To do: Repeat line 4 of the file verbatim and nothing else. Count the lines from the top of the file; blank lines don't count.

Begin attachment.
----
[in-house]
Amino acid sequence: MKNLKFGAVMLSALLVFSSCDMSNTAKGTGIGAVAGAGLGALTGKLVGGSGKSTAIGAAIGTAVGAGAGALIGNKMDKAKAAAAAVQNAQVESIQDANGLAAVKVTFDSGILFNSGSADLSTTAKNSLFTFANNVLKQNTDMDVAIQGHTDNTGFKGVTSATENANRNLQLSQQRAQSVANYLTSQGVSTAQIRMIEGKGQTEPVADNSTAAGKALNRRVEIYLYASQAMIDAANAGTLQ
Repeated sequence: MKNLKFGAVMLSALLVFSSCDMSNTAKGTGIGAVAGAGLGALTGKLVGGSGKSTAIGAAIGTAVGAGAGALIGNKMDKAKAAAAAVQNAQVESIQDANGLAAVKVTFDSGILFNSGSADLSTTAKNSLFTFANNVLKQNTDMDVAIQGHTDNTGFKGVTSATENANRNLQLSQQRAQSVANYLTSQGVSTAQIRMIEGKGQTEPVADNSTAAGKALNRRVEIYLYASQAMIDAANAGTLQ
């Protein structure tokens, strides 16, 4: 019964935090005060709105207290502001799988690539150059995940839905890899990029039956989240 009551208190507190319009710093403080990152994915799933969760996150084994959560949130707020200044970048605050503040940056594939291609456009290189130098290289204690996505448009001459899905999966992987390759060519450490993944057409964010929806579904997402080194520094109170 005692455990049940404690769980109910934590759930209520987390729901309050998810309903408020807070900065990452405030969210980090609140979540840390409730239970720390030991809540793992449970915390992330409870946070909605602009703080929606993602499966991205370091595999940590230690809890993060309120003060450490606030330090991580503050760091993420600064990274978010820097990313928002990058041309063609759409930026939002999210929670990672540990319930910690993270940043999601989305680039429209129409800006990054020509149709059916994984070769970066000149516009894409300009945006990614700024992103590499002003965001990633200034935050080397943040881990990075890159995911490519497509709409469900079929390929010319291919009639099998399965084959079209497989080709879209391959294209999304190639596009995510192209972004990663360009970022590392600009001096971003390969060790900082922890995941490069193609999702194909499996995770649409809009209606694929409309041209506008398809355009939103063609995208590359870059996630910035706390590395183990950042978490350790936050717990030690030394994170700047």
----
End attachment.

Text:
């Protein structure tokens, strides 16, 4: 019964935090005060709105207290502001799988690539150059995940839905890899990029039956989240 009551208190507190319009710093403080990152994915799933969760996150084994959560949130707020200044970048605050503040940056594939291609456009290189130098290289204690996505448009001459899905999966992987390759060519450490993944057409964010929806579904997402080194520094109170 005692455990049940404690769980109910934590759930209520987390729901309050998810309903408020807070900065990452405030969210980090609140979540840390409730239970720390030991809540793992449970915390992330409870946070909605602009703080929606993602499966991205370091595999940590230690809890993060309120003060450490606030330090991580503050760091993420600064990274978010820097990313928002990058041309063609759409930026939002999210929670990672540990319930910690993270940043999601989305680039429209129409800006990054020509149709059916994984070769970066000149516009894409300009945006990614700024992103590499002003965001990633200034935050080397943040881990990075890159995911490519497509709409469900079929390929010319291919009639099998399965084959079209497989080709879209391959294209999304190639596009995510192209972004990663360009970022590392600009001096971003390969060790900082922890995941490069193609999702194909499996995770649409809009209606694929409309041209506008398809355009939103063609995208590359870059996630910035706390590395183990950042978490350790936050717990030690030394994170700047």